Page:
The extended chase through lightning-limned forest as wind clatters the branches around us, making eldritch shapes out of the mundane, has about it the heady, terrifying air of so many of Roscoe’s sequences of uncomprehending flight and — given his tendency in these stories to date to only stir in genuine darkness via some late revelation, repainting many events that have gone before — it’s simply a pleasure to watch the man unfurl a canvas that is so nakedly out to thrill you as fully as possible. Sure, it lacks the harum-scarum wildness of ‘Z is for Zombie’ (1937) or the sobering devastation of I’ll Grind Their Bones (1936), but I’m a sucker for a breathless chase on the page, and this one does a superb job of pressing on urgently while events foment around us.
For a genuine Poe touch, Roscoe would end his story on a less positive note…but, well, I guess the pulps pay by the word and so there’s an extended coda to make some coin from — plus the small matter that, for all their loose association as a series, it would mark a real tonal shift in the Four Corners oeuvre to wind this up in the way I had been hoping. It means that I don’t quite believe how it comes about, but I also don’t think Roscoe was too worried about that despite having executed more adroit reversals in far less time and space before. It would certainly live longer in the memory if the Poe-ish touches were carried through to the conclusion, but I can also understand why Roscoe would wish to cast things more positively and tie up this potentially final visit to NY on less pessimistic ground (although it would have seeded a superb follow-up if he’d wished to return a couple of years later…).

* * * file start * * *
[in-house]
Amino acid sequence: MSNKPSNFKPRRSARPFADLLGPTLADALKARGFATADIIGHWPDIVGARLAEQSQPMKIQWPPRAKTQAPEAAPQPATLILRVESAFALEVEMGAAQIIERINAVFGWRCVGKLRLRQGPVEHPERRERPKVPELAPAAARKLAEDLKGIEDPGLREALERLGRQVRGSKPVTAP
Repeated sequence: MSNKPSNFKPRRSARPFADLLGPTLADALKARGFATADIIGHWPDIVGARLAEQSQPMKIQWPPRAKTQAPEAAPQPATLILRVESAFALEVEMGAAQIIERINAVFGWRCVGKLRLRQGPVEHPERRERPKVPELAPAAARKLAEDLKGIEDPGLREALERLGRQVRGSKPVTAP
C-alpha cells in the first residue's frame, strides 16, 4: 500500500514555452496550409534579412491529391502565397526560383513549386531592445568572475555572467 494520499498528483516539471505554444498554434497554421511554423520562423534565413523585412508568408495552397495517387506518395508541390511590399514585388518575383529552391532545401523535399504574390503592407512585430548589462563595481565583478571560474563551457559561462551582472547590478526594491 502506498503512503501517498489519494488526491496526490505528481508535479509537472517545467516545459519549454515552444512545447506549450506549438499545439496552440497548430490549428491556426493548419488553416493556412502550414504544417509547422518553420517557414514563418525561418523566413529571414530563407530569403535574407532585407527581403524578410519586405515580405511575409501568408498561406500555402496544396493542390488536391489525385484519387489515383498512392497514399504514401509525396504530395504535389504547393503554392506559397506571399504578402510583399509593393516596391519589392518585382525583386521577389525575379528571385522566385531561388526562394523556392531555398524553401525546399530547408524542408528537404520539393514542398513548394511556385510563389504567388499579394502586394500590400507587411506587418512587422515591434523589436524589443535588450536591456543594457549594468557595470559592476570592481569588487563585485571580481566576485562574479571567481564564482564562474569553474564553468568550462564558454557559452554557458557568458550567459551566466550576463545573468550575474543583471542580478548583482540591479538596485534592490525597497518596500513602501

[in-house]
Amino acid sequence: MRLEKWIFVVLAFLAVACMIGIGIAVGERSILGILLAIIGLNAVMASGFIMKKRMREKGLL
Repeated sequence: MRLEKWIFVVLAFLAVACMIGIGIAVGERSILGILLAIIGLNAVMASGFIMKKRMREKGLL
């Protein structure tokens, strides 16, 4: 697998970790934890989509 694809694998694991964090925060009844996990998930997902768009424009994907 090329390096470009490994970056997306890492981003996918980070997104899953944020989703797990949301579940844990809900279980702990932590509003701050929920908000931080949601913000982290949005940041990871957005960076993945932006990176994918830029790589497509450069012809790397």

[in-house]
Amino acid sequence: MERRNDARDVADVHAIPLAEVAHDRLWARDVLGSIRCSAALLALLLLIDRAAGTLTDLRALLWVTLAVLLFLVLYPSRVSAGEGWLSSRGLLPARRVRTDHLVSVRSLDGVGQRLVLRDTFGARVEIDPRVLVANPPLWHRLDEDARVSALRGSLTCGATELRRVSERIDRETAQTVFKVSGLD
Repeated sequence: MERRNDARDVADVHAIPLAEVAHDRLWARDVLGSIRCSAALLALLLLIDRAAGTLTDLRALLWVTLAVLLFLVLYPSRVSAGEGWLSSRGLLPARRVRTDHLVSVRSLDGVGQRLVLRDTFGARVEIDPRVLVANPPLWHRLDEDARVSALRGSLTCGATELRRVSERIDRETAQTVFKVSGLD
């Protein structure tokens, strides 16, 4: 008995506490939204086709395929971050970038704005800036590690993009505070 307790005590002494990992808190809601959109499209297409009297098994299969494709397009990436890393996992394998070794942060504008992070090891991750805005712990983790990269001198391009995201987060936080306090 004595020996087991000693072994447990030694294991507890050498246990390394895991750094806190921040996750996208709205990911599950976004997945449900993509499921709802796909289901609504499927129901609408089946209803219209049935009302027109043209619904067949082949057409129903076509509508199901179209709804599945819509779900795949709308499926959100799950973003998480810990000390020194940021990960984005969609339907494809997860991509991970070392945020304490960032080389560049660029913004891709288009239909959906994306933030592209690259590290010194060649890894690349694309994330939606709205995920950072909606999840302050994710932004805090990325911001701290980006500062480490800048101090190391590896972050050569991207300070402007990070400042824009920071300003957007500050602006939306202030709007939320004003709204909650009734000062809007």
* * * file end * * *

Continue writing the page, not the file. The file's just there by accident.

These ten Four Corners tales, then, form a superb cross-section of the pulp writer’s art. Painting locations that are at once simple and recognisable yet rich and complex, populating them with characters who fall into type almost at the uttering of their name and yet finding space to enrich the world they encounter through every small involvement in the plots, and creating stories that are both familiar and intelligently working hard to provide something exciting, that comfort even as they try to push the limits of what such story forms can carry. Sure, there were writers for the pulps who churned out material much more cheaply than Roscoe, but the more you read of his contemporaries the more you appreciate how the man really did create art at times. Doubtless this isn’t the last we’ll see of Theodore Roscoe on The Invisible Event; he’s far too talented and far too much fun to leave alone for too long.
James Scott Byrnside: [I]t’s one of GoLH’s major flaws that the clues are very good, but they are not given to the reader until the end of the story…when they are essentially useless. I’m well aware that Roscoe is not writing a traditional type of mystery, but the two stories with Bud managed to give us clues just fine even though they weren’t necessarily detective stories. This could have been clued much better.
The Four Corners stories by Theodore Roscoe